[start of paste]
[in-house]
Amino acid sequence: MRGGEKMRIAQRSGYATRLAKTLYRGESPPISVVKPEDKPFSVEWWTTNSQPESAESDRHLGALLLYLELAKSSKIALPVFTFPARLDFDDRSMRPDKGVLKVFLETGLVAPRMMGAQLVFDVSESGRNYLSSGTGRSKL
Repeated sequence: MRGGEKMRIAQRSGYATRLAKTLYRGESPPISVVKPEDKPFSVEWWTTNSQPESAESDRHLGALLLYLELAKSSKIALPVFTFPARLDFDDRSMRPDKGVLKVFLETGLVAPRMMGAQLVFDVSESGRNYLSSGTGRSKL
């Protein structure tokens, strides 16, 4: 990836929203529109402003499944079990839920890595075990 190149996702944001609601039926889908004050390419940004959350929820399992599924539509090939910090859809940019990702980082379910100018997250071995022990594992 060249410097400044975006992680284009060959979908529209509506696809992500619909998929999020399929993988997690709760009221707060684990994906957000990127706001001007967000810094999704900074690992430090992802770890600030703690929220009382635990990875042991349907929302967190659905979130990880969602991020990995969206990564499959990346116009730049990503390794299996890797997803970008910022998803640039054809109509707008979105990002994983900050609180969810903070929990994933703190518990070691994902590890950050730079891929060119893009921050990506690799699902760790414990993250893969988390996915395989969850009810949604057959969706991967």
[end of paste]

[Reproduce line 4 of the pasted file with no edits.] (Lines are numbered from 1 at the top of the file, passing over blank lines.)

């Protein structure tokens, strides 16, 4: 990836929203529109402003499944079990839920890595075990 190149996702944001609601039926889908004050390419940004959350929820399992599924539509090939910090859809940019990702980082379910100018997250071995022990594992 060249410097400044975006992680284009060959979908529209509506696809992500619909998929999020399929993988997690709760009221707060684990994906957000990127706001001007967000810094999704900074690992430090992802770890600030703690929220009382635990990875042991349907929302967190659905979130990880969602991020990995969206990564499959990346116009730049990503390794299996890797997803970008910022998803640039054809109509707008979105990002994983900050609180969810903070929990994933703190518990070691994902590890950050730079891929060119893009921050990506690799699902760790414990993250893969988390996915395989969850009810949604057959969706991967």